Other people have trauma. They have terrible experiences that make them unwell, behave strangely, feel overwhelmed. What a horrible world. No wonder they have problems. I don’t have that excuse though. Nothing awful has ever happened to me. So I just need to get a grip and get on with life.
That’s what I used to think. Trauma was something that existed outside of my experience, it happened to other people, and a lot of those people had the same issues as me – lifelong ill health, depression and anxiety, and then finally, a physical crash into Chronic Fatigue Syndrome (CFS).
I started to get an inkling that my childhood might not have been as ‘normal’ as I thought it was when I started seeing a counsellor in my early 30s. I had just returned to work after 6 months off, alternating between bed- and house-bound with crushing fatigue and nausea. Every session ended up revolving around my dad.
Every time I went back in there I was determined to leave him out of it, and talk about me, what I wanted and how I felt. But it always came back to him, whichever route I took. My anger spilt out. I was sick of everything always being about him. He couldn’t be the reason I was ill and felt so helpless. There must be something else.
Fast forward 3 years and I was attending group therapeutic coaching sessions with a handful of women all suffering with CFS too. I had found my people. And they all felt similarly to me. But I was still looking for the reason, the root to my ongoing illness and this rage that burnt me daily.
It was during one of these group sessions that the coach brought up the topic of trauma. Trauma can be a root cause of physical issues. We must deal with our trauma to heal our mind, body and spirit.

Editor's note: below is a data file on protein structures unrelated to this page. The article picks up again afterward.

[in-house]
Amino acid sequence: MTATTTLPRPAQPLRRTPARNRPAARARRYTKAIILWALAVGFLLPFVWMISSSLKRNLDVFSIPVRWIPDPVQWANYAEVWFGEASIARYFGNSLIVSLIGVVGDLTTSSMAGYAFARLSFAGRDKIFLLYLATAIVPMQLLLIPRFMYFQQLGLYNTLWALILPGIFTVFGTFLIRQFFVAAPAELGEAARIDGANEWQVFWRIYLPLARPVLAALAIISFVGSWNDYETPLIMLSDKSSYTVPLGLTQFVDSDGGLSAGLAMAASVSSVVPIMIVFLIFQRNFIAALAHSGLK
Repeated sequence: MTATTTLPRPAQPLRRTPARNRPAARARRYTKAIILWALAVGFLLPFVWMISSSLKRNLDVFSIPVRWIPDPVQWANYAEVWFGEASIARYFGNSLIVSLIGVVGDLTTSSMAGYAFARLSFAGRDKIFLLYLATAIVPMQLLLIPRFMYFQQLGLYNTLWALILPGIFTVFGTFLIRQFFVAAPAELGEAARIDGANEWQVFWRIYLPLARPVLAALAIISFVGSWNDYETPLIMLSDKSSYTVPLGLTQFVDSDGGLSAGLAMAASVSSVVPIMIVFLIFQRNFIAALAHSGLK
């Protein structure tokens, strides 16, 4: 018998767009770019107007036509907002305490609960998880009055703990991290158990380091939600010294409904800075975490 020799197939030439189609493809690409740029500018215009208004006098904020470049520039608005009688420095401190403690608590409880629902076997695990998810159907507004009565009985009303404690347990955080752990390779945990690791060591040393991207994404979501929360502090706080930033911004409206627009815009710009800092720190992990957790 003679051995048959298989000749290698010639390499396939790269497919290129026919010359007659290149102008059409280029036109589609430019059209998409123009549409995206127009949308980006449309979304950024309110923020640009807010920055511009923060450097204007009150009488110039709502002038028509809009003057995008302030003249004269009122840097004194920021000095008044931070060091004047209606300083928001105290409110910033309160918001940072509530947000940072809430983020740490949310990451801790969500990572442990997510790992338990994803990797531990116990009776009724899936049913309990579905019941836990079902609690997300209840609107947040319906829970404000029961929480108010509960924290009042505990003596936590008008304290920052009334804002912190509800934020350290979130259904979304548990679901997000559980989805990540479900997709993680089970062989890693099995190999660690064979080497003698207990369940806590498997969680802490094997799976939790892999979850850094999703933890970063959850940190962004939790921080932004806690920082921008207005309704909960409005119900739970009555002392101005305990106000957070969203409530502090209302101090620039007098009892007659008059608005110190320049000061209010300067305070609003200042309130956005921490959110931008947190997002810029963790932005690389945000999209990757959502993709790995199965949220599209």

I agreed. I had started to understand the link between the mind, emotions and body, and had bought into the theory that emotional stress could manifest as physical dis-stress, or disease. But these other women had trauma, proper trauma, repressed memories and ancestral trauma. I still didn’t fit here.
And then the most crucial piece of information was dropped into the conversation. There are different kinds of trauma.
There is ‘big T Trauma’ – war, natural disasters, terrible accidents, sexual and physical abuse, the kind defined as being an actual threat to life. But there is also ‘little t trauma’ – an accumulation of everyday, less pronounced events that cause distress, broadly defined as a perceived threat to life.
BOOM. There it was. At last, a clear and valid outline of my experiences. I had been subject to lifelong mental and emotional abuses by my unstable father. On a daily basis there was rageful criticism, humiliation, rejection, abandonment, co-dependency, alcohol and drug abuse and fears for physical safety. And I’d just come to see these as normal.
I had spent so many years accepting his behaviour and excusing it because I didn’t consider it a ‘big T trauma’. On learning that I had indeed experienced an onslaught of almost constant traumatic experiences throughout my life, I was finally able to frame my experience as something that was valid.